Whether designing string band costumes or moderating panels at the CBGB Music and Film Festival, South Philly native James Donio has dabbled in a gamut of artistic experiences.
However, the now-Collingwood resident has recently embarked on a brand new creative endeavor – authoring his first children’s book.
Inspired by his own pets, “Zane to the Rescue,” which was published in October, tells the real-life story of Donio and his husband, Larry, as the couple memorialize their late cocker spaniel and adopt a mixed-breed pup named Zane.
Though Donio drafted the story on a bit of a whim, the book, which was illustrated by Delaware-based author Mark C. Collins, is making various impacts, including supporting a local animal shelter and benefiting the Mummers charity in light of a tragedy.
“I had no idea that this would take on a life of its own…This idea just came to me,” he said. “I thought my husband and mine’s story about adoption of animals and rescues would really be something special to do for children. That they’re great messages for children.”
Though “Zane to the Rescue” marks his first published book, Donio, who grew up at 20th and Ritner streets, has been writing since he was a student at the former Edgar Allan Poe School in Girard Estates.
As a student, he crafted a poem about the assassination of Robert F. Kennedy. The piece, which he read aloud during a ceremony at school, was sent to Washington, D.C. and even received a response of gratitude from widow Ethel Kennedy.
While a student at Central High School, Donio’s flairs took new forms after joining Hegeman String Band. While with the ensemble, he not only contributed to costume and theme designs but played the glockenspiel.
For Donio, working with a South Philly-based string band established the foundation for his diverse future.
“South Philadelphia, for me, is still home,” he said. “That’s where my roots are. There’s still a special feeling coming back to South Philadelphia.”
After graduating high school in 1973, Donio studied journalism and communications at Temple University.
Not long after college, Donio’s zeals for media and Mummery married after auditioning as a color commentator for the annual Mummers Day Parade television broadcast, which even landed him a local Emmy for a collaboration segment.
Throughout the 1980s, he worked in the broadcast booth for NBC, CBS and KYW. For his first two years, Donio solely provided string band coverage before eventually taking on the entire parade.
“I was able to bring a lot of insight to the commentary…That was an extraordinary experience,” he said. “I got the opportunity to work with the great Philadelphia broadcasters.”
Along with the broadcast experience, Donio’s name could be found in the mastheads of local newspapers and magazines and even in the credits as an extra in feature-length movies filmed in Philadelphia, such as the 1987 romantic comedy “Mannequin,” which starred Andrew McCarthy and Kim Cattrall.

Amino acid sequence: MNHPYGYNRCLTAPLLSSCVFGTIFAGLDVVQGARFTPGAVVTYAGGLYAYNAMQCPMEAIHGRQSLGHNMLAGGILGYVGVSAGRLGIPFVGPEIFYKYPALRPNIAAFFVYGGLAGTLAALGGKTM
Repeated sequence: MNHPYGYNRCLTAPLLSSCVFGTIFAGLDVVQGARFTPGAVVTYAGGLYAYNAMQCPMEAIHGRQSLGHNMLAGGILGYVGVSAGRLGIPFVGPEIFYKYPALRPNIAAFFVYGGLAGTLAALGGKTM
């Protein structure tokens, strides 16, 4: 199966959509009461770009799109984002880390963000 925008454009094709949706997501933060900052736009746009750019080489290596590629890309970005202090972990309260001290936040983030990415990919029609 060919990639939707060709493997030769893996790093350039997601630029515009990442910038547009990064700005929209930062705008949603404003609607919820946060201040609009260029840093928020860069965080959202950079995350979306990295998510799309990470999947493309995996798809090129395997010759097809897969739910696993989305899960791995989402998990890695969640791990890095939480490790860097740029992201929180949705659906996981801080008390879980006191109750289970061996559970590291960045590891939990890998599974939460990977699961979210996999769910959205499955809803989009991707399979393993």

Continuing his smorgasbord of creativity, Donio found himself drawn back toward music after landing a position with the South Jersey-based National Association of Recording Merchandisers, which is now known as the Music Business Association in Marlton.
For the 30 years that followed, Donio worked in the ever-changing music industry, as he eventually rose to president of the association before retiring in September of this year.
Donio’s music adventures led him to meet celebrities such as Kelly Clarkson, Meghan Trainor and Mary Wilson of the Supremes, along with frequently attending the Grammy Awards.
“The ability to have worked in and around music for three decades – I will never quite fully express what that meant because music is something that is just so important to people,” he said. “It’s so powerful. Music is powerful.”
These days, Donio is keeping himself busy as a professor of music business at both Temple University and Monmouth University.
Coming full circle with his Mummers zeal, he also serves as the publicity director for The Palandro-Ferry Memorial Foundation, which provides “monetary scholarships and goodwill” to individuals in need throughout Philadelphia’s Mummers community in memory of two South Philly String Band members who lost their lives in a car accident on Jan. 2 of this year.
On Sunday, Dec. 8, at noon, The Kitchen Consigliere in Collingswood is hosting an event in honor of Donio’s new children’s book, “Zane To The Rescue.” The restaurant’s owner, chef Angelo Lutz, plans to match however much is made during the book signing and then donate the funds directly to The Palandro-Ferry Memorial Foundation.
A portion of all book sales will also be donated toward the Almost Home Animal Shelter in Pennsauken Township, New Jersey, where Donio adopted Zane after the passing of his prior pooch.
“One of the messages about rescuing animals is you have to think to yourself, ‘Who is really doing the rescuing?’ We rescued him but he really rescued us, because we were inconsolable,” Donio said.
As emulated in the storybook, the wholehearted love shared between pets and their owners acts as a lens to view other forms of compassion.
“Zane to the Rescue” hopes to act as a sense of affirmation, especially for adopted children and kids with parents who are members of the LGBTQ community.
“I think it’s a story about love and caring for animals but also caring for each other,” Donio said. “The relationship and the love that you share with an animal is unconditional. It’s like the purest love that there can be between yourself and your animal or animals.”